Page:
U.K.'s May Warns Further Terrorist Attacks Could Be ImminentBy , , and
Military to guard concerts, sports events under police review
Manchester suicide bomber Salman Abedi born in Britain: May
The British military will guard music and sports events in an unprecedented security operation as police hunt for potential accomplices of the suicide bomber who killed 22 people at a Manchester pop concert.
After meeting with her top security officials, Prime Minister Theresa May announced intelligence analysts had raised the U.K. terrorism threat level from “severe” to “critical” -- the highest level -- for the first time in a decade.
“This means that their assessment is not only that an attack remains highly likely but that a further attack may be imminent,” the premier said in a statement to media inside her official residence in London. Police asked for back up from the army, she said.
The worst terrorist incident on U.K. soil since 2005 comes just two weeks before a general election. All parties have suspended campaigning indefinitely, with no activities planned for Wednesday. The deployment of troops to protect against further attacks will make for a tense backdrop to the final days before the June 8 vote.
May visited Manchester -- in Northern England-- on Tuesday and vowed to fight the “ideology” behind the attack on a concert packed with children and teenage fans.
After returning to London to chair the government’s emergency COBRA committee of security chiefs, May updated the press on the progress of the police investigation and the threat of further attacks.
She confirmed that Salman Ramadan Abedi, the 22 year-old suicide bomber who carried out the attack at Manchester Arena on Monday that also injured 59, was born and raised in the U.K. Security services are working to establish whether he was part of a larger terrorist cell, she said.
“The work undertaken throughout the day has revealed that it is a possibility we cannot ignore that there is a wider group of individuals linked to this attack,” May said. Police arrested a 23-year-old man in south Manchester on Tuesday as a suspected accomplice.
Military reinforcements will be used to defend potential targets across the U.K., allowing the police to “significantly increase the number of armed officers on patrol in key locations,” May said. “You might also see military personnel deployed at certain events, such as concerts and sports matches, helping police to keep the public safe.” The military will be under the command of police chiefs.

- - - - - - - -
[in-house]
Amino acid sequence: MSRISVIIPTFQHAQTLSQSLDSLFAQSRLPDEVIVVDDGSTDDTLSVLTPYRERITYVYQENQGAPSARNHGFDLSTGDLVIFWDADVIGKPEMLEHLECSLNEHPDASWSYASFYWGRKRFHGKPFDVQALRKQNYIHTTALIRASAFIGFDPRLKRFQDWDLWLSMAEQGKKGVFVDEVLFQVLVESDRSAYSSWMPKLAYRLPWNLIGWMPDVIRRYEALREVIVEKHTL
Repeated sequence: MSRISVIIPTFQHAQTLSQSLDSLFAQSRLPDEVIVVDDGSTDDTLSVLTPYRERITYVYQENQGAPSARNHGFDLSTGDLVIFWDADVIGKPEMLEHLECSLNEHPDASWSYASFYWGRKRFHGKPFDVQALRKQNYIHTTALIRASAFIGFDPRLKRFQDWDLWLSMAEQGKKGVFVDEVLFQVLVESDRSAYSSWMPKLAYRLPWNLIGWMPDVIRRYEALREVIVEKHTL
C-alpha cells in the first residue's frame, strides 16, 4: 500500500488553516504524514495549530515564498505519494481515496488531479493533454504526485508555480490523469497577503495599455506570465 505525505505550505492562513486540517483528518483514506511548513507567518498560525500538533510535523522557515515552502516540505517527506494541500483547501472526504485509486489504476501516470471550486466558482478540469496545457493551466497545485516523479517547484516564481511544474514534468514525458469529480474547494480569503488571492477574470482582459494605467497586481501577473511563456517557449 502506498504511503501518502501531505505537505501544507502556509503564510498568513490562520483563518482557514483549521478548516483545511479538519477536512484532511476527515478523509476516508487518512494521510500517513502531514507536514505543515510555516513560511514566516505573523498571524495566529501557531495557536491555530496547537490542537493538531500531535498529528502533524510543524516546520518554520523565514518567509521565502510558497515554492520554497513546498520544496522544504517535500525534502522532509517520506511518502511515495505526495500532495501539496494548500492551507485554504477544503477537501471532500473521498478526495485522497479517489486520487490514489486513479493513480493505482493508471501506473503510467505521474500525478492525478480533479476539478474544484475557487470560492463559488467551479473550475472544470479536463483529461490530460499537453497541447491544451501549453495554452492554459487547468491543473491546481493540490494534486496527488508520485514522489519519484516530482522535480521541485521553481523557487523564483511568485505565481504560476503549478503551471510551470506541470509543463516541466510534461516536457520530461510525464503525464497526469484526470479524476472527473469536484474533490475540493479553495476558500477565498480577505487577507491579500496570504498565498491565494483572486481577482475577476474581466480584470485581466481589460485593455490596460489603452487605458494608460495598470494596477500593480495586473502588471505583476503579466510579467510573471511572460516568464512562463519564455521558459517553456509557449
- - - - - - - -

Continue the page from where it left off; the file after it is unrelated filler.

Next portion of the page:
It is the first time that Operation Temperer -- the U.K.’s plan for deploying up to 5,000 troops to guard key sites from terrorism -- has been put into action.
London’s Metropolitan Police announced security will be stepped up at transport hubs and other crowded places, while large public events could be canceled. More armed police will be on patrol to guard high profile soccer and rugby matches at Wembley and Twickenham stadiums in the capital in the coming days.
Security services will work with organizers of major events over the next few weeks to “make sure decisions are taken that events only go ahead when it’s sensible and safe to do so,” said U.K. counter-terrorism police chief Mark Rowley.
May said she didn’t want the public to be “alarmed,” insisting the security response was “proportionate and sensible.”
The Manchester attack is the latest to traumatize Europe over the past two years and is sure to be discussed at this week’s meeting of NATO leaders in Brussels. As Britain prepares to leave the EU, the bombing underscored the possible threat of losing access to the bloc’s intelligence and security collaboration framework.
May, who served as home secretary from 2010 until becoming premier last year, has an intimate knowledge of the work of police and security services, and the many terrorist plots that have been foiled. The Manchester attack stands out from recent incidents which have been more low-tech, relying on knives and cars.
— With assistance by Margaret Talev, Caroline Alexander, Svenja O'Donnell, Nour Al Ali, Heather Harris, and Charlotte Ryan